The Truth Behind Shogakukan's Agressiveness Toward Doraemon Doujinshi?
Back in May, Tajima T. Yasue (pen name) officially apologized to Shogakukan and Fujiko Production for the now-legendary Doraemon doujinshi, and announced that he will pay an undisclosed amount of money for the settlement based on the sales generated by the doujinshi (rumored to be several million yen).
Many doujinshi creators have criticized Shogakukan for taking legal actions and generally making a big deal out of one doujinshi. Shogakukan responded by saying the doujinshi has sold over 13,000 copies, which has far surpassed the normal sales of a doujinshi, and some people have even started asking if the story was true.
According to a recent news article from Livedoor (originally from the tabloid magazine Saizou), when Shogakukan first became aware of the doujinshi's existence, the publisher didn't pay much attention to the doujin.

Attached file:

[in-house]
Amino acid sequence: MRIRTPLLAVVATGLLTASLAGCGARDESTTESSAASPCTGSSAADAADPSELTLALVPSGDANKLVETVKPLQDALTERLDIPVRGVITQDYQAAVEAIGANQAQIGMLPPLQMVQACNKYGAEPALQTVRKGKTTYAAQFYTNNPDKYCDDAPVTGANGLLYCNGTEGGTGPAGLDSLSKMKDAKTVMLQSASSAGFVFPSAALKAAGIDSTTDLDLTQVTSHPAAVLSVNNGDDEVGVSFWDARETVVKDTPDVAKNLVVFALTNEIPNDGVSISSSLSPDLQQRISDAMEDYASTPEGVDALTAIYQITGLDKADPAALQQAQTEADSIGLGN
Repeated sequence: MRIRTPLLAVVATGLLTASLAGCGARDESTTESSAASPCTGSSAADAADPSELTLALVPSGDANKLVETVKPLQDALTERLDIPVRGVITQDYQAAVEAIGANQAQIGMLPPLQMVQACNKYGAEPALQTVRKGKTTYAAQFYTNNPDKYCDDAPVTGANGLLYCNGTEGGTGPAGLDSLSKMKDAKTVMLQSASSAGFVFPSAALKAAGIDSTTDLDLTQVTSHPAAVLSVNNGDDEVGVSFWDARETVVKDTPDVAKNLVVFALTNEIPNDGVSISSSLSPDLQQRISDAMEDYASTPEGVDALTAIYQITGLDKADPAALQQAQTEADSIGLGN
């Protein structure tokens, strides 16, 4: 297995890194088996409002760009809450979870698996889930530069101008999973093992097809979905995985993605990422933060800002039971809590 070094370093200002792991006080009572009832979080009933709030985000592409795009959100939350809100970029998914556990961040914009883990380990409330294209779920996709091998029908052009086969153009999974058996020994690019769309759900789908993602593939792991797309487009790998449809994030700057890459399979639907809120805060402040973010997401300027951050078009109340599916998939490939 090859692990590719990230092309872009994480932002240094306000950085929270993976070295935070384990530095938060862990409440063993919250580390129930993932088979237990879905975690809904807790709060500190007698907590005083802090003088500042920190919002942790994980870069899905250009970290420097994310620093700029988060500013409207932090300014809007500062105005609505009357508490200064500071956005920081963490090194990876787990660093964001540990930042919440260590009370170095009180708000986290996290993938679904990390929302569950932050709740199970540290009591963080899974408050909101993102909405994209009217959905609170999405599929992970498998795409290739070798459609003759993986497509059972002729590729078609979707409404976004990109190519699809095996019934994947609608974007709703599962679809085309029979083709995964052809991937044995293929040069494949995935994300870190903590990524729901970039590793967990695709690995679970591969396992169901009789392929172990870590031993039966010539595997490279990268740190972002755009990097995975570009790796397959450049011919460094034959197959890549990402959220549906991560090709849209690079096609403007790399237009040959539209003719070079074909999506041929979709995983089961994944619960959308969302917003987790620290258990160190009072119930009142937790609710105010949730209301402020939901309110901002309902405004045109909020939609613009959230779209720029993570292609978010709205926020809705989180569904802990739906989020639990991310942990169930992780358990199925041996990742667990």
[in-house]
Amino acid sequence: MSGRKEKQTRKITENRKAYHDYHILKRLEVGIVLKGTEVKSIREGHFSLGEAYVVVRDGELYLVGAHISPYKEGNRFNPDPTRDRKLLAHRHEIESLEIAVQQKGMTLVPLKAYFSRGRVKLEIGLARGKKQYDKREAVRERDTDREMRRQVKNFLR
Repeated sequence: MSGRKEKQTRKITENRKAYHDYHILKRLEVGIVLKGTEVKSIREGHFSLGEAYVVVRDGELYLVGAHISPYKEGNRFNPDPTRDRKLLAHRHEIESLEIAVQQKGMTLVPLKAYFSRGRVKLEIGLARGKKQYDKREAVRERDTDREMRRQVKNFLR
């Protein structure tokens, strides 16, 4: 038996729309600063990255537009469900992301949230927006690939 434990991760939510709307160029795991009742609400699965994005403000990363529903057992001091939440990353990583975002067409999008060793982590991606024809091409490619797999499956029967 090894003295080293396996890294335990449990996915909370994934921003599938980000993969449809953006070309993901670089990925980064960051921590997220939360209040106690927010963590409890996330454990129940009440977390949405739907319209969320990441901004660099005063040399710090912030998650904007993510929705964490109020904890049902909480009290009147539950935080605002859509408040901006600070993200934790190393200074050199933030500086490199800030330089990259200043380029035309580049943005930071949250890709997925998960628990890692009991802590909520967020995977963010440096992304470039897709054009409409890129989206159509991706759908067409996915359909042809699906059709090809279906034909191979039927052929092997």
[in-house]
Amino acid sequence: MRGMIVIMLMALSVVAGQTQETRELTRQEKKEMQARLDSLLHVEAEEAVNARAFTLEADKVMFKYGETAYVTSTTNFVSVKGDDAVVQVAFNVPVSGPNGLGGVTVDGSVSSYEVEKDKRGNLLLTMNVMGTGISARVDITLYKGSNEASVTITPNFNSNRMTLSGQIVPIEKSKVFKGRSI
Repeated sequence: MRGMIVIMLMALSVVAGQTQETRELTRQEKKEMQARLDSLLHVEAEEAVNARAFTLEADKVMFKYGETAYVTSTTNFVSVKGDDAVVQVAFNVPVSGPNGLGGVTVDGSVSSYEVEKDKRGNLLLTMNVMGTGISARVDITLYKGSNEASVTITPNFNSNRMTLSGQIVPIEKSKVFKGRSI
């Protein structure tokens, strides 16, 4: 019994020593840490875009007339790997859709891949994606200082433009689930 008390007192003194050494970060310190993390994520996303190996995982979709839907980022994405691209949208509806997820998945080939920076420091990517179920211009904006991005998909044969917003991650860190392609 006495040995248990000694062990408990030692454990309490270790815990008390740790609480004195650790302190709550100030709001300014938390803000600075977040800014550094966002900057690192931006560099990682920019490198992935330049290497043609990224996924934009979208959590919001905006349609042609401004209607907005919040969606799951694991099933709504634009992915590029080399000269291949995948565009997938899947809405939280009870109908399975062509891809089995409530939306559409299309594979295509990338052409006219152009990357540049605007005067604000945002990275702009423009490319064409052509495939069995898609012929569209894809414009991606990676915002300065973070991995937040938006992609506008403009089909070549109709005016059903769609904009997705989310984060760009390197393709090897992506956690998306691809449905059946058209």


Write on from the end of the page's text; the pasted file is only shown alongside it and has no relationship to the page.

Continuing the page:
However, Shogakukan's attitude toward the doujin took a 180 degree turn in April, after hearing some elementary school teachers commenting that "the ending in Doraemon - Last Episode was very touching and contains educational value, and plan to use the work as material for teaching moral lessons in their class."
The "Last Episode" doujin is influenced by a text on the internet from around 1998. A 20-page doujinshi was created and released in 2005 by a person using the pen name "Tajima T. Yasue." The doujinshi was sold at a doujin shop in Akihabara and via internet for around 500 yen, and managed to sell over over 13,000 copies before being stopped by Shogakukan.
Some are questioning whether Shogakukan's actions against the Doraemon doujin was largely due to jealousy toward the doujin's popularity.